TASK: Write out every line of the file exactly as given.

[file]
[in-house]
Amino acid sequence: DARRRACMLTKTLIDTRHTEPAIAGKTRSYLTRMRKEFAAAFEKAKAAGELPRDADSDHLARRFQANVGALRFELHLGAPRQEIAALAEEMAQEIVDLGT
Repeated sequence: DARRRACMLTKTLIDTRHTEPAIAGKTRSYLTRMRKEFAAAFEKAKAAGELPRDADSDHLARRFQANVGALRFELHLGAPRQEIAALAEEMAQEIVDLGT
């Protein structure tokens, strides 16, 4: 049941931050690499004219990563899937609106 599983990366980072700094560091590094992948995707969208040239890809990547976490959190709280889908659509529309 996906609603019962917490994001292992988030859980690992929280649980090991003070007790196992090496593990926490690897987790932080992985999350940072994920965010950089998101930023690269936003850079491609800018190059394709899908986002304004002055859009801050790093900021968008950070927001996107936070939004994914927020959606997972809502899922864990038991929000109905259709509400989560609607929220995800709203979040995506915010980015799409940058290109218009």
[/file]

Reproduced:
[in-house]
Amino acid sequence: DARRRACMLTKTLIDTRHTEPAIAGKTRSYLTRMRKEFAAAFEKAKAAGELPRDADSDHLARRFQANVGALRFELHLGAPRQEIAALAEEMAQEIVDLGT
Repeated sequence: DARRRACMLTKTLIDTRHTEPAIAGKTRSYLTRMRKEFAAAFEKAKAAGELPRDADSDHLARRFQANVGALRFELHLGAPRQEIAALAEEMAQEIVDLGT
């Protein structure tokens, strides 16, 4: 049941931050690499004219990563899937609106 599983990366980072700094560091590094992948995707969208040239890809990547976490959190709280889908659509529309 996906609603019962917490994001292992988030859980690992929280649980090991003070007790196992090496593990926490690897987790932080992985999350940072994920965010950089998101930023690269936003850079491609800018190059394709899908986002304004002055859009801050790093900021968008950070927001996107936070939004994914927020959606997972809502899922864990038991929000109905259709509400989560609607929220995800709203979040995506915010980015799409940058290109218009």